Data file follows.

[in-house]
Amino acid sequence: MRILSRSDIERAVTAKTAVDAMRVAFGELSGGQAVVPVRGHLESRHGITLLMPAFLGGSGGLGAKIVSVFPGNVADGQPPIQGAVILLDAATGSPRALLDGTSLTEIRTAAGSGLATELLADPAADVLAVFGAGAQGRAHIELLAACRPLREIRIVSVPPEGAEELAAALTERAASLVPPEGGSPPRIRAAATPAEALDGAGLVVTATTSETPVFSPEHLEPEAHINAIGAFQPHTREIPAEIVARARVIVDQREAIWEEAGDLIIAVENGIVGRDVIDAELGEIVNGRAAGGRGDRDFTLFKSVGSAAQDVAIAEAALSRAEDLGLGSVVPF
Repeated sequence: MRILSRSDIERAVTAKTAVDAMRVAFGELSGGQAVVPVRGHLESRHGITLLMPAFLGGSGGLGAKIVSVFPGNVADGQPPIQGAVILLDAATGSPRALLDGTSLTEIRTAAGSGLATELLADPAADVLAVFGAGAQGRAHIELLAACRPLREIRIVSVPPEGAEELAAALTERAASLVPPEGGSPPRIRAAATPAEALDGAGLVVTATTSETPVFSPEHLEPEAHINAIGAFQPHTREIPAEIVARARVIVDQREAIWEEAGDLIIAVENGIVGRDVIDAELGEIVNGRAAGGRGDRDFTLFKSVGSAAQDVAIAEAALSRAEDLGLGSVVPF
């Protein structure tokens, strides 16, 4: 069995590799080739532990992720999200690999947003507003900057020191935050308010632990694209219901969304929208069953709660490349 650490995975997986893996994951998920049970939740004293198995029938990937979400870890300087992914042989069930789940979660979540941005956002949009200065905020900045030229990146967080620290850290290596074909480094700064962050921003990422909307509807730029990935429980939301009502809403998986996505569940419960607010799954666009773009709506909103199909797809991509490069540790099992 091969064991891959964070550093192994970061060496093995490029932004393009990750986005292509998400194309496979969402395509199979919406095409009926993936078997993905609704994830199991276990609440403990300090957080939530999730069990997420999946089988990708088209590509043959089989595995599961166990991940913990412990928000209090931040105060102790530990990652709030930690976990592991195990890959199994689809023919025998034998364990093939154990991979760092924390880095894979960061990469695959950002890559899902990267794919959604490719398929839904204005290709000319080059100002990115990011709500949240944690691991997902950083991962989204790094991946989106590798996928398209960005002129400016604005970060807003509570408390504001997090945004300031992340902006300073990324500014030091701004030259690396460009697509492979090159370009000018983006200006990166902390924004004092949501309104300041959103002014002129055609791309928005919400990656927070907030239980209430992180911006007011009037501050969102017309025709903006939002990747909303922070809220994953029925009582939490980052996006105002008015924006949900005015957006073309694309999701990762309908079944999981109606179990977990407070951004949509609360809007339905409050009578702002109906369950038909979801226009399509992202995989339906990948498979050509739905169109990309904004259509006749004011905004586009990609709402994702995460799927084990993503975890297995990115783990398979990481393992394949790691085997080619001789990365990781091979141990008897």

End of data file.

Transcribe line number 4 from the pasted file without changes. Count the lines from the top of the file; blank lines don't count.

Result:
């Protein structure tokens, strides 16, 4: 069995590799080739532990992720999200690999947003507003900057020191935050308010632990694209219901969304929208069953709660490349 650490995975997986893996994951998920049970939740004293198995029938990937979400870890300087992914042989069930789940979660979540941005956002949009200065905020900045030229990146967080620290850290290596074909480094700064962050921003990422909307509807730029990935429980939301009502809403998986996505569940419960607010799954666009773009709506909103199909797809991509490069540790099992 091969064991891959964070550093192994970061060496093995490029932004393009990750986005292509998400194309496979969402395509199979919406095409009926993936078997993905609704994830199991276990609440403990300090957080939530999730069990997420999946089988990708088209590509043959089989595995599961166990991940913990412990928000209090931040105060102790530990990652709030930690976990592991195990890959199994689809023919025998034998364990093939154990991979760092924390880095894979960061990469695959950002890559899902990267794919959604490719398929839904204005290709000319080059100002990115990011709500949240944690691991997902950083991962989204790094991946989106590798996928398209960005002129400016604005970060807003509570408390504001997090945004300031992340902006300073990324500014030091701004030259690396460009697509492979090159370009000018983006200006990166902390924004004092949501309104300041959103002014002129055609791309928005919400990656927070907030239980209430992180911006007011009037501050969102017309025709903006939002990747909303922070809220994953029925009582939490980052996006105002008015924006949900005015957006073309694309999701990762309908079944999981109606179990977990407070951004949509609360809007339905409050009578702002109906369950038909979801226009399509992202995989339906990948498979050509739905169109990309904004259509006749004011905004586009990609709402994702995460799927084990993503975890297995990115783990398979990481393992394949790691085997080619001789990365990781091979141990008897």